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Title: Mitigating interference coexistence issues in wireless sensor networks
Author: King, Alex
ISNI:       0000 0004 6423 4156
Awarding Body: Lancaster University
Current Institution: Lancaster University
Date of Award: 2016
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Wireless Sensor Networks (WSNs) comprise a collection of portable, wireless, interconnected sensors deployed over an area to monitor and report a variable of interest; example applications include wildlife monitoring and home automation systems. In order to cater for long network lifetimes without the need for regular maintenance, energy efficiency is paramount, alongside link reliability. To minimise energy consumption, WSN MAC protocols employ Clear Channel Assessment (CCA), to transmit and receive packets. For transmitting, CCA is used beforehand to determine if the channel is clear. For receiving, CCA is used to decide if the radio should wake up to receive an incoming transmission, or be left in a power efficient sleep state. Current CCA implementations cannot determine the device type occupying the media, leaving nodes unable to differentiate between WSN traffic and arbitrary interference from other devices, such as WiFi. This affects link performance as packet loss increases, and energy efficiency as the radio is idly kept in receive mode. To permit WSN deployments in these environments, it is necessary to be able to gauge the effect of interference. While tools exist to model and predict packet loss in these conditions, it is currently not possible to do the same for energy consumption. This would be beneficial, as parameters of the network could be tuned to meet lifetime and energy requirements. In this thesis, methods to predict energy consumption of WSN MAC protocols are presented. These are shown to accurately estimate the idle listening from environmental interference measurements. Further, in order to mitigate the effects of interference, it would be beneficial for a CCA check to determine the device type occupying the media. For example, transmitters may select back-off strategies depending on the observed channel occupier. Receivers could be made more efficient by ignoring all non-WSN traffic, staying awake only after detecting an incoming WSN transmission. P-DCCA is a novel method presented in this thesis to achieve this. Transmitters vary the output power of the radio while the packet is being sent. Receivers are able to identify signals with this characteristic power variation, enabling a P-DCCA check to reveal if the medium is currently occupied by WSN traffic or other interference. P-DCCA is implemented in a common WSN MAC protocol, and is shown to achieve high detection accuracy, and to improve energy efficiency and packet delivery in interference environments.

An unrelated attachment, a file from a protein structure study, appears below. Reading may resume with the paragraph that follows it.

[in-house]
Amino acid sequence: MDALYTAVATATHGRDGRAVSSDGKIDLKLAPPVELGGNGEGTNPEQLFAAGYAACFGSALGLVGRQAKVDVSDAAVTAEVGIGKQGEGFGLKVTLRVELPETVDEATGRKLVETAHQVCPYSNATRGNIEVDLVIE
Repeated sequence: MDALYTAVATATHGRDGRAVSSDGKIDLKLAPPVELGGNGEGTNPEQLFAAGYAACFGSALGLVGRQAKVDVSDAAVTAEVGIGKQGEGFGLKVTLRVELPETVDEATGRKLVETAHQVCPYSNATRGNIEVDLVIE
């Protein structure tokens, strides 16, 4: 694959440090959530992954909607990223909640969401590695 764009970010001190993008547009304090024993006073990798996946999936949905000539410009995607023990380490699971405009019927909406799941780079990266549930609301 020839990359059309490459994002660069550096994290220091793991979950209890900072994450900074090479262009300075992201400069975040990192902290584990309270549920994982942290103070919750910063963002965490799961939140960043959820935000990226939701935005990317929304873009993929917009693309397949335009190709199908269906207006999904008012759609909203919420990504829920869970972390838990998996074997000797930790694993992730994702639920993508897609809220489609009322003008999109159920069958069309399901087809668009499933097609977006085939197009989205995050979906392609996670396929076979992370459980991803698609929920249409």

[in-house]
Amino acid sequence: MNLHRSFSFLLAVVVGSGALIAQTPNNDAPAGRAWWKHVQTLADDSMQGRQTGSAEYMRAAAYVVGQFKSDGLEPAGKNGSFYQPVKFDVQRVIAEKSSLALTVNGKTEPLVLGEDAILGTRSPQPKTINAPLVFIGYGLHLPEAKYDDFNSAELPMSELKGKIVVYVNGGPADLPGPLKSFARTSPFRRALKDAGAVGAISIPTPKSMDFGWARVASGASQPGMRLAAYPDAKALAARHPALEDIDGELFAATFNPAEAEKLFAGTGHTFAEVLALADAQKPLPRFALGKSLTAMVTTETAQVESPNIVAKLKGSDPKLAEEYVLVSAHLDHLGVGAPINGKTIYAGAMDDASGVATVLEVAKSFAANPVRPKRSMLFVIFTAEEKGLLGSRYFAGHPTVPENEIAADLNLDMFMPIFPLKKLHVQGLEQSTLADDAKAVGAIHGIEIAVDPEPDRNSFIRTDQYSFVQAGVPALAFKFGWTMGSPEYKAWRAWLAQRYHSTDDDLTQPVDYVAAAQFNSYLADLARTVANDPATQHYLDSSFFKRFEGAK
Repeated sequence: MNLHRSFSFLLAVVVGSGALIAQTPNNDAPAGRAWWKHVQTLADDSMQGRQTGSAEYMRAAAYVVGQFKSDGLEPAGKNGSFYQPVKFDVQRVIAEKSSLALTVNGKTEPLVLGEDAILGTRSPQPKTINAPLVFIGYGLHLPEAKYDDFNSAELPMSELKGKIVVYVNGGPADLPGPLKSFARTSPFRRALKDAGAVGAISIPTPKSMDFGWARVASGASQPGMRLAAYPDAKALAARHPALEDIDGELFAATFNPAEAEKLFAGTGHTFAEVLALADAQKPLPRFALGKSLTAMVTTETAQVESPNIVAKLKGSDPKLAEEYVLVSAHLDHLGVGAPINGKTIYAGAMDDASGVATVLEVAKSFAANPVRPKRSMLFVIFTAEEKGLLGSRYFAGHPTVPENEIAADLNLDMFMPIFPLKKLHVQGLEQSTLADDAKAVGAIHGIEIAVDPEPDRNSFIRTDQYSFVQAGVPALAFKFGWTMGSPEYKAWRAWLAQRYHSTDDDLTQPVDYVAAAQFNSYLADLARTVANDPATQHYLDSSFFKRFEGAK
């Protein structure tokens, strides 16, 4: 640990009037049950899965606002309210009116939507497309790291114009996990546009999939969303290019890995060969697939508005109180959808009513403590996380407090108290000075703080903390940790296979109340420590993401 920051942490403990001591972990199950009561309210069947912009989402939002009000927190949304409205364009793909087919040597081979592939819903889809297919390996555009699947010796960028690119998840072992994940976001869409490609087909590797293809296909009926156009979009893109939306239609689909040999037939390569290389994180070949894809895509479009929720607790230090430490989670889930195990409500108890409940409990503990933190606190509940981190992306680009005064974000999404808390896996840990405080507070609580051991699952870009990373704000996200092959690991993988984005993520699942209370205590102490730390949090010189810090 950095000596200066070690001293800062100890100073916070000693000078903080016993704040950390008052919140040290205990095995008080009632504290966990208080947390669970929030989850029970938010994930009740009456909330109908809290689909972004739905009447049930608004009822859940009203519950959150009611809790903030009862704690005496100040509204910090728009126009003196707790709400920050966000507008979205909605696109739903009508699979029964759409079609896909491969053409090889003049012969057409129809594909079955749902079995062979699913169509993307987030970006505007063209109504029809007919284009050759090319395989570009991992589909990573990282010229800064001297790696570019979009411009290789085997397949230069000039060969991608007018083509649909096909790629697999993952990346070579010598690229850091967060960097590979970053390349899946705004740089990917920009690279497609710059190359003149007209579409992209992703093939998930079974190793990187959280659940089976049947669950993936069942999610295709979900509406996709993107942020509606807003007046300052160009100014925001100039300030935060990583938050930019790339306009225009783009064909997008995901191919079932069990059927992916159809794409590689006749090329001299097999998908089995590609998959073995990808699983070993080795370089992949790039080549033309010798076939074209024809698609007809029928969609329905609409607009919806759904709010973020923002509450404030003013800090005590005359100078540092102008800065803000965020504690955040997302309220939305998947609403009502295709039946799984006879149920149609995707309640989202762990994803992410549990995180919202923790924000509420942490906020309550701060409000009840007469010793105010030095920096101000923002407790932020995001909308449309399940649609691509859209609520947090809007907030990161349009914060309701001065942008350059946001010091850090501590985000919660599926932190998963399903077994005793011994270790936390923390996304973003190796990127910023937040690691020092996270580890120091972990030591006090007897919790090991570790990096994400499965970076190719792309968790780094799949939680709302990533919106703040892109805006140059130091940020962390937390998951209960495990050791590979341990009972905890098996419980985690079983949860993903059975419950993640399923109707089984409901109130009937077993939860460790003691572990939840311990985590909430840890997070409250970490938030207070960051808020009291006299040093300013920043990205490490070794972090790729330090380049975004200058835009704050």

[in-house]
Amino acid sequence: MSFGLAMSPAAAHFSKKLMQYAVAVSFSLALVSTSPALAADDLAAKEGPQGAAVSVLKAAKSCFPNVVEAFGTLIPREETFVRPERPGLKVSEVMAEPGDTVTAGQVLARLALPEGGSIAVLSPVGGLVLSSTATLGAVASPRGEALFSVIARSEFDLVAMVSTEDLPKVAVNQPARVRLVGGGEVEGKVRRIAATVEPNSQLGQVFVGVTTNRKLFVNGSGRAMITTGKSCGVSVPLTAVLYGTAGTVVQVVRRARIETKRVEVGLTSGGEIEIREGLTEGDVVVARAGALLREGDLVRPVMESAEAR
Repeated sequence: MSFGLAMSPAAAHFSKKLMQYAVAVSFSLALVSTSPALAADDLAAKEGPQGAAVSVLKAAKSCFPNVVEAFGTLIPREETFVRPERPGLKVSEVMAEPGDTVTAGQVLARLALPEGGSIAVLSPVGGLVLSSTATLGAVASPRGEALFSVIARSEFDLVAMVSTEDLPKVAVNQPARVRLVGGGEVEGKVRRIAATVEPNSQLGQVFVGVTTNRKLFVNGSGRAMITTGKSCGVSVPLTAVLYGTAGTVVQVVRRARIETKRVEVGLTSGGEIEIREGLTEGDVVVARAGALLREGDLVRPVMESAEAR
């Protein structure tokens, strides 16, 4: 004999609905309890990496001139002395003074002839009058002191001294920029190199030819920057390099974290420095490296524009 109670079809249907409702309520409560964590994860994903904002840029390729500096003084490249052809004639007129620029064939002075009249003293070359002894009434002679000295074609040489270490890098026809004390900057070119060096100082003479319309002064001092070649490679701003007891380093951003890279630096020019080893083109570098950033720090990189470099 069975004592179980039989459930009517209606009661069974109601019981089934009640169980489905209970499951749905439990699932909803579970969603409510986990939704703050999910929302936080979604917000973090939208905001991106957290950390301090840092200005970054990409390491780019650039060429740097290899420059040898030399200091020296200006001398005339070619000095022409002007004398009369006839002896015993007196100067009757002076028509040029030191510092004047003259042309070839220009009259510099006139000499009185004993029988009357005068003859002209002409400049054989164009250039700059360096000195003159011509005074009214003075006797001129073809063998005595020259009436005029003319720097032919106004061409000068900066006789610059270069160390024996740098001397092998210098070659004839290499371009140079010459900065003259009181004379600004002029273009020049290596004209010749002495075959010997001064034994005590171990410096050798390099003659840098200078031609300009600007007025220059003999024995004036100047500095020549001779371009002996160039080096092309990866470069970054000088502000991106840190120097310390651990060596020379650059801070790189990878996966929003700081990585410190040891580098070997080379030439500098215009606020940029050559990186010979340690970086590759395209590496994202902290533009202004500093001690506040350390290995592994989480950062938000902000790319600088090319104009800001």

Supervisor: Roedig, Utz Sponsor: Not available
Qualification Name: Thesis (Ph.D.) Qualification Level: Doctoral